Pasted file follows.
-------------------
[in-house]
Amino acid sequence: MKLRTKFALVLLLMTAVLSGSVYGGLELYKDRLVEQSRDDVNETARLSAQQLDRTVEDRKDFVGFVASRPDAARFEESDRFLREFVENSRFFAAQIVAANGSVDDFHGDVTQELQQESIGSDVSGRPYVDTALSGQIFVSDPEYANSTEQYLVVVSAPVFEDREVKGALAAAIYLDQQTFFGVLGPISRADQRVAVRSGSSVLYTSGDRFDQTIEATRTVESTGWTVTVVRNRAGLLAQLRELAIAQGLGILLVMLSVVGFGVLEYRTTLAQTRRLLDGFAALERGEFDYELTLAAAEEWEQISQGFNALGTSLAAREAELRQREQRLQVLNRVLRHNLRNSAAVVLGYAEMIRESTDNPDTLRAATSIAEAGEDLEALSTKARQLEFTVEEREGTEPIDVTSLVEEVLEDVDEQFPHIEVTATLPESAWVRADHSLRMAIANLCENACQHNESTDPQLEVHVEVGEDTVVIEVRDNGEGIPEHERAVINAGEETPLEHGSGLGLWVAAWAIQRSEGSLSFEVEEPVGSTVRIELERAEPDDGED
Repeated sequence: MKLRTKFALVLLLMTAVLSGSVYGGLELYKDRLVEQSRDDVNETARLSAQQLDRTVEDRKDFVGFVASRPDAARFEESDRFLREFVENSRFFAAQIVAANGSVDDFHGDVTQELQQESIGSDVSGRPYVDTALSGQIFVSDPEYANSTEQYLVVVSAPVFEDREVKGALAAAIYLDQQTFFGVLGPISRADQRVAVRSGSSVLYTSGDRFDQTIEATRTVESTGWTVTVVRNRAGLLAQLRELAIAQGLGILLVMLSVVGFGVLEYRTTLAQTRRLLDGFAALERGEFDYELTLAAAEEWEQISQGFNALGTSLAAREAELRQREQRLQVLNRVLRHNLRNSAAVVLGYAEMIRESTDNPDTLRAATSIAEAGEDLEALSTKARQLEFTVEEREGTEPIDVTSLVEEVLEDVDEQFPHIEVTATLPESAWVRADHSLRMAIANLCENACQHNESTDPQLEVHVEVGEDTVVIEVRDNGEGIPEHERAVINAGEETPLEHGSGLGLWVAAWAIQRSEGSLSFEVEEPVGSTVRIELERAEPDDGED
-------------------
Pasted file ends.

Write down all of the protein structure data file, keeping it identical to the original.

[in-house]
Amino acid sequence: MKLRTKFALVLLLMTAVLSGSVYGGLELYKDRLVEQSRDDVNETARLSAQQLDRTVEDRKDFVGFVASRPDAARFEESDRFLREFVENSRFFAAQIVAANGSVDDFHGDVTQELQQESIGSDVSGRPYVDTALSGQIFVSDPEYANSTEQYLVVVSAPVFEDREVKGALAAAIYLDQQTFFGVLGPISRADQRVAVRSGSSVLYTSGDRFDQTIEATRTVESTGWTVTVVRNRAGLLAQLRELAIAQGLGILLVMLSVVGFGVLEYRTTLAQTRRLLDGFAALERGEFDYELTLAAAEEWEQISQGFNALGTSLAAREAELRQREQRLQVLNRVLRHNLRNSAAVVLGYAEMIRESTDNPDTLRAATSIAEAGEDLEALSTKARQLEFTVEEREGTEPIDVTSLVEEVLEDVDEQFPHIEVTATLPESAWVRADHSLRMAIANLCENACQHNESTDPQLEVHVEVGEDTVVIEVRDNGEGIPEHERAVINAGEETPLEHGSGLGLWVAAWAIQRSEGSLSFEVEEPVGSTVRIELERAEPDDGED
Repeated sequence: MKLRTKFALVLLLMTAVLSGSVYGGLELYKDRLVEQSRDDVNETARLSAQQLDRTVEDRKDFVGFVASRPDAARFEESDRFLREFVENSRFFAAQIVAANGSVDDFHGDVTQELQQESIGSDVSGRPYVDTALSGQIFVSDPEYANSTEQYLVVVSAPVFEDREVKGALAAAIYLDQQTFFGVLGPISRADQRVAVRSGSSVLYTSGDRFDQTIEATRTVESTGWTVTVVRNRAGLLAQLRELAIAQGLGILLVMLSVVGFGVLEYRTTLAQTRRLLDGFAALERGEFDYELTLAAAEEWEQISQGFNALGTSLAAREAELRQREQRLQVLNRVLRHNLRNSAAVVLGYAEMIRESTDNPDTLRAATSIAEAGEDLEALSTKARQLEFTVEEREGTEPIDVTSLVEEVLEDVDEQFPHIEVTATLPESAWVRADHSLRMAIANLCENACQHNESTDPQLEVHVEVGEDTVVIEVRDNGEGIPEHERAVINAGEETPLEHGSGLGLWVAAWAIQRSEGSLSFEVEEPVGSTVRIELERAEPDDGED